The story says that as he was dying Jesus forgave the men who crucified him. I find this incomprehensible. I can just barely begin to comprehend that a little girl, through grace and the example of her mother and her church, might learn to forgive her assailant. (The mother obviously understands the situation in ways the girl cannot.) But there it is, the astonishing fact, right there in the news: These women and this little girl had the strength of character to forgive rather than seek vengeance. They even reached out to the man in an act of fellowship. Could I? Not yet. But when I made the decision eight years ago to renew my baptismal vows in an Easter vigil at King's Chapel, I did it because I wanted to learn the discipline of living the resurrection. Jesus did not teach an easy path: His is a gospel of forgiveness and reconciliation, a witness to the grace that can take a vengeful world and a bitter heart and make it new.

At the Easter vigil early yesterday morning at the Episcopal monastery, Br Curtis Almquist preached a marvelous, heart-breaking sermon based on the parallel resurrections of Lazarus and Jesus in the Fourth Gospel. He focused on the attention both stories give to the linen wrappings. When Jesus comes to the tomb of his friend Lazarus, he says:

"Lazarus, come out!" The dead man came out, his hands and feet bound with strips of cloth, and his face wrapped in a cloth. Jesus said to them, "Unbind him, and let him go." (John 11:43-44 NRSV)

Br Curtis observed that the story of Jesus' resurrection lingers on the cloths, too:

[The other disciple] bent down to look in and saw the linen wrappings lying there, but he did not go in. Then Simon Peter came, following him, and went into the tomb. He saw the linen wrappings lying there, and the cloth that had been on Jesus' head, not lying with the linen wrappings but rolled up in a place by itself. (John 20:5-7 NRSV)

Why all this attention to the wrappings? Br Curtis said he was struck by a difference in the two stories: In the story of Lazarus Jesus says, "Unbind him," and the astonished witnesses unwrap the resurrected man. But who unbinds Jesus after he is resurrected? He couldn't unbind himself. Who unbinds him?

We unbind Jesus, Br Curtis said — we unbind the dead, cooperating with God's resurrection power and living in the resurrection (which is what baptism symbolizes), when we feed the hungry and clothe the naked and visit the captive, when we practice the disciplines of compassion and forgiveness. Kai Leigh's family is unbound. That's what astonished people in Boston last week. Their lives haven't become easier, they haven't become free of trouble or grief, but they are living in the resurrection. And they reached out to the criminal and unbound him, too. Thanks be to God!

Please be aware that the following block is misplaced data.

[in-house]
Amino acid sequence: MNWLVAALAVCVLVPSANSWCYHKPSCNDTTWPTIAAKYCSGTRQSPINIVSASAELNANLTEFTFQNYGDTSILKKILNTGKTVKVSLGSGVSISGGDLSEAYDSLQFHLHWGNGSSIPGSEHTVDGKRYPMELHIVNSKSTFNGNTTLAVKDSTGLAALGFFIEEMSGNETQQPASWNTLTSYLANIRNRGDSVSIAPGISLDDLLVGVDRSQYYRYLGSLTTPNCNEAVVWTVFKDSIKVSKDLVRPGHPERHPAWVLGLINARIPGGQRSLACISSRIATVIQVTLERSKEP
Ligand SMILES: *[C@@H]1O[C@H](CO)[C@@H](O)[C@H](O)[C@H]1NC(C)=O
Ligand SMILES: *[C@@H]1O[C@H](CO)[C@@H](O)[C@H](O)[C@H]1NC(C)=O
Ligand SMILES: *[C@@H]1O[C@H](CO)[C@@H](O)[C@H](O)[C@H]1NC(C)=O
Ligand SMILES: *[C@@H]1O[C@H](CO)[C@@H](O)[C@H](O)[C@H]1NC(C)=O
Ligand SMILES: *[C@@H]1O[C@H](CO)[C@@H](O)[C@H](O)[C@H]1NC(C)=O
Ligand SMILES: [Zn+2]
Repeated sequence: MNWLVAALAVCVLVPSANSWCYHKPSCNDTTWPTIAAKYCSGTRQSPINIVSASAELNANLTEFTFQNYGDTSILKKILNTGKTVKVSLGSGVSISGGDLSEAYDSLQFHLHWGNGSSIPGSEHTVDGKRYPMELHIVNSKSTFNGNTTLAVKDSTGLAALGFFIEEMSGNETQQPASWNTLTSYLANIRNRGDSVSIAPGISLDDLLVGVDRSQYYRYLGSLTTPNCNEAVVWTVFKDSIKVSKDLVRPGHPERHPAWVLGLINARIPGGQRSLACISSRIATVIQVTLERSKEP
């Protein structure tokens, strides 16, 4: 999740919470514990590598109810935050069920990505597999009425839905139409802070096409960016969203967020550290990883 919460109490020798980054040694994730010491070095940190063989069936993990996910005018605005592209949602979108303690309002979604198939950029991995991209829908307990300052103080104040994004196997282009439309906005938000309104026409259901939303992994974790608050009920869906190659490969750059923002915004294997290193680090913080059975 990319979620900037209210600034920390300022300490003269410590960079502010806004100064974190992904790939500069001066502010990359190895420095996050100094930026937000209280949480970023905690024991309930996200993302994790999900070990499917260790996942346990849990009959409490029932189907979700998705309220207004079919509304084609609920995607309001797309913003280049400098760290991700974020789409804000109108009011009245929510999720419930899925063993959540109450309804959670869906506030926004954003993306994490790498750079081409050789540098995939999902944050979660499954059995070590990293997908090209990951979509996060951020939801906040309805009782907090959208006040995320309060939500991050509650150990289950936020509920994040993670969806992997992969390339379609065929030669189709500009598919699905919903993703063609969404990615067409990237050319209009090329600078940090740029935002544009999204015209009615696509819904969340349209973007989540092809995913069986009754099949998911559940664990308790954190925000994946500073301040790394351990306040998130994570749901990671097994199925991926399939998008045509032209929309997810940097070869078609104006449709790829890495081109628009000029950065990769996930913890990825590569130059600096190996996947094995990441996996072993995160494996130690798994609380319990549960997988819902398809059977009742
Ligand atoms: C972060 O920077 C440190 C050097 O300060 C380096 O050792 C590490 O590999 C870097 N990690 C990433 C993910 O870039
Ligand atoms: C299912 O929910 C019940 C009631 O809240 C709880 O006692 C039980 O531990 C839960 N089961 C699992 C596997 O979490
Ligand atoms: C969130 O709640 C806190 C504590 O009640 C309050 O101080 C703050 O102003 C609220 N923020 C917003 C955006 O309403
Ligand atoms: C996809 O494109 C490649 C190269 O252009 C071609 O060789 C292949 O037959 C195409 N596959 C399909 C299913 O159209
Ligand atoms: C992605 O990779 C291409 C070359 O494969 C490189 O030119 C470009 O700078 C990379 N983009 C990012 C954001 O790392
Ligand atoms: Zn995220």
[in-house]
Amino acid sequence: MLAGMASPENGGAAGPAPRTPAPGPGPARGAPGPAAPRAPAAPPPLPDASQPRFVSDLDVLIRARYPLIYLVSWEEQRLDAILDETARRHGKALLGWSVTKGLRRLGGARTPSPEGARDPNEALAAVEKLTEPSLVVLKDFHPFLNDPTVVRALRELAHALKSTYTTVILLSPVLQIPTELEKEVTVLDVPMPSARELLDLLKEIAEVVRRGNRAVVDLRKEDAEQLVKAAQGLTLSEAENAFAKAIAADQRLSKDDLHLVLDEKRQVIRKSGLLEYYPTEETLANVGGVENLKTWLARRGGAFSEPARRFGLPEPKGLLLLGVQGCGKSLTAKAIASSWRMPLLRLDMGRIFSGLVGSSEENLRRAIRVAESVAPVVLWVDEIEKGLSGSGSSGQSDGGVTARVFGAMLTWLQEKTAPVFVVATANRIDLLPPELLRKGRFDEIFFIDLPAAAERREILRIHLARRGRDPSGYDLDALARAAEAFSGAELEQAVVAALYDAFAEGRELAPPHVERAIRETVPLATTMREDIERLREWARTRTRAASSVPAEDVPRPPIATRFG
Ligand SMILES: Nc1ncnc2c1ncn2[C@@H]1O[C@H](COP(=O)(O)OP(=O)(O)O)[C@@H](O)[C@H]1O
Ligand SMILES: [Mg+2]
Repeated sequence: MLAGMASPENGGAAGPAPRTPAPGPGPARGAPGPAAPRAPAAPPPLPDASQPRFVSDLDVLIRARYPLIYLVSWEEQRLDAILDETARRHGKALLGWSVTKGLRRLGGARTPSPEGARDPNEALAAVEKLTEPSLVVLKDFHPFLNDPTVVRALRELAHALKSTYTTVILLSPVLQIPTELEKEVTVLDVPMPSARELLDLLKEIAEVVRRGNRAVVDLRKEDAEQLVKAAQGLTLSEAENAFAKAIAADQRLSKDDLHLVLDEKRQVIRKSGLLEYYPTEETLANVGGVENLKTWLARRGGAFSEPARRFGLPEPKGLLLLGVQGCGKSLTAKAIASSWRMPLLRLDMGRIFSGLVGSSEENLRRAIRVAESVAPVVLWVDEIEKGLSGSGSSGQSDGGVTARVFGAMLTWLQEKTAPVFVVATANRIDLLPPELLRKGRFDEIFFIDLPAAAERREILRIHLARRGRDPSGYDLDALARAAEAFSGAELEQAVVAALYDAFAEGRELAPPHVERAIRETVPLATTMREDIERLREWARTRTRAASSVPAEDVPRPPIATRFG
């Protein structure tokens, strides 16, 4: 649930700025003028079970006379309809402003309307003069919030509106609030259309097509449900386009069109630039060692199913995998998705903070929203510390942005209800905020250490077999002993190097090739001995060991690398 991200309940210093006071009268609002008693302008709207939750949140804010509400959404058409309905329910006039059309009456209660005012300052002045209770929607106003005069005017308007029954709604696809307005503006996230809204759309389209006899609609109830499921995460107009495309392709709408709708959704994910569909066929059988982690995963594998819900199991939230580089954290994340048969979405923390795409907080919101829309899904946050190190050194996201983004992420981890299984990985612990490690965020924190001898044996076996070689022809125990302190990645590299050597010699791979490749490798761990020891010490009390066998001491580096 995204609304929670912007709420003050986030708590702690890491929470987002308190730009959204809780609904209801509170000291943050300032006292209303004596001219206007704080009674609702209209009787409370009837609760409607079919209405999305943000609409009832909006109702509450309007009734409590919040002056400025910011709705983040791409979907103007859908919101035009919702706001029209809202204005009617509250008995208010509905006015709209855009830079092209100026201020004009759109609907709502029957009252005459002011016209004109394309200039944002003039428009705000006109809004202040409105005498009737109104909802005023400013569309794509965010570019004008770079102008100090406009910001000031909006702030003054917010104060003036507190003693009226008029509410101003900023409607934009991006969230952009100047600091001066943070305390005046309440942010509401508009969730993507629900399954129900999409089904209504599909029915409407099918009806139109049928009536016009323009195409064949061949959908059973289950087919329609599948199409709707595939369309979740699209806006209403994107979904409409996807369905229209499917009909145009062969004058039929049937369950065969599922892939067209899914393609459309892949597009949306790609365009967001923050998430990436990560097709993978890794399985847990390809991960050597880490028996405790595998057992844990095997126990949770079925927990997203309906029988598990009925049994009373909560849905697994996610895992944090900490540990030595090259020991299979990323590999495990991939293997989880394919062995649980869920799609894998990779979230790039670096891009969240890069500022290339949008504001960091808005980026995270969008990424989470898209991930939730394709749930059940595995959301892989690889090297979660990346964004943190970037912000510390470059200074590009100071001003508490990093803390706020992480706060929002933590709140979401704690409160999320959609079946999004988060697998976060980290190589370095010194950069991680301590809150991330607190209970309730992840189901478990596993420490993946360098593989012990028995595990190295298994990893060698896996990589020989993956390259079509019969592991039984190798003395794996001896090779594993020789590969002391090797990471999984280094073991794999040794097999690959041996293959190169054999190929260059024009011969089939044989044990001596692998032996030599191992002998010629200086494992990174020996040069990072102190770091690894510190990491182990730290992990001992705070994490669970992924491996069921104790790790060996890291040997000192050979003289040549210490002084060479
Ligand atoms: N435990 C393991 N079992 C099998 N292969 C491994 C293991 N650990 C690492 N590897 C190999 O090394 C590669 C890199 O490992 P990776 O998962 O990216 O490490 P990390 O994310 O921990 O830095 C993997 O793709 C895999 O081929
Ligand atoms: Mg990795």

("'I still forgive him': Paralyzed at 3 by a stray gunshot, Hub girl faces the man who fired it," Jonathan Saltzman, Boston Globe 4.14.06, reg req'd; "A child's message of grace amazes her city," Megan Tench, Boston Globe 4.15.06, reg req'd)

[Update 4.30.08: Anthony Warren publicly apologized and thanked Kai Leigh Harriott for her forgiveness in a videotaped statement from the prison: "To be blessed with the opportunity to be forgiven by a beautiful person like Kai, it made me want to change," Warren said. "It made me want to be less colder and harder. It made me really want to take a look at myself and take a look at my duties and responsibilities as black man in my community."]

Copyright © 2006 by Philocrites | Posted 17 April 2006 at 3:31 PM

Previous: This week at uuworld.org.
Next: Principles and Purposes redux.

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3 comments:

kim:

April 18, 2006 01:11 AM | Permalink for this comment

I believe i heard that Matthew Sheppard's mother argued against capital punishment for the men who killed Matthew.

salote:

April 18, 2006 07:13 AM | Permalink for this comment

The Gospel of Forgiveness by Philocrites is powerful. I have been a Cristian for over 40 years now but I struggle with this sin called "unforgiveness". I am kind, I give to the poor and widows and visit the sick in hospital and orphans but when it comes to someone hurting me or my loved ones with words and deeds I harbour unforgiveness in my heart and show it to the people concerned that I do not want to have anything to do with them let alone allow them into my home. Your article and the Easter sermon about the grave linen cloth at Lazarus' and Jesus' tombs has taught me the lesson to re-examine my faith and beleif in the ressurection power and to free myself from the grave cloth of unforgiveness that I have allowed to bind myself for many years. With God's help I will be free indeed and I thank you for this column. God bless you and the work.

Philocrites:

May 3, 2006 11:03 PM | Permalink for this comment

Curtis Almquist's Easter Vigil sermon is now online; I've added a link to the entry above, too.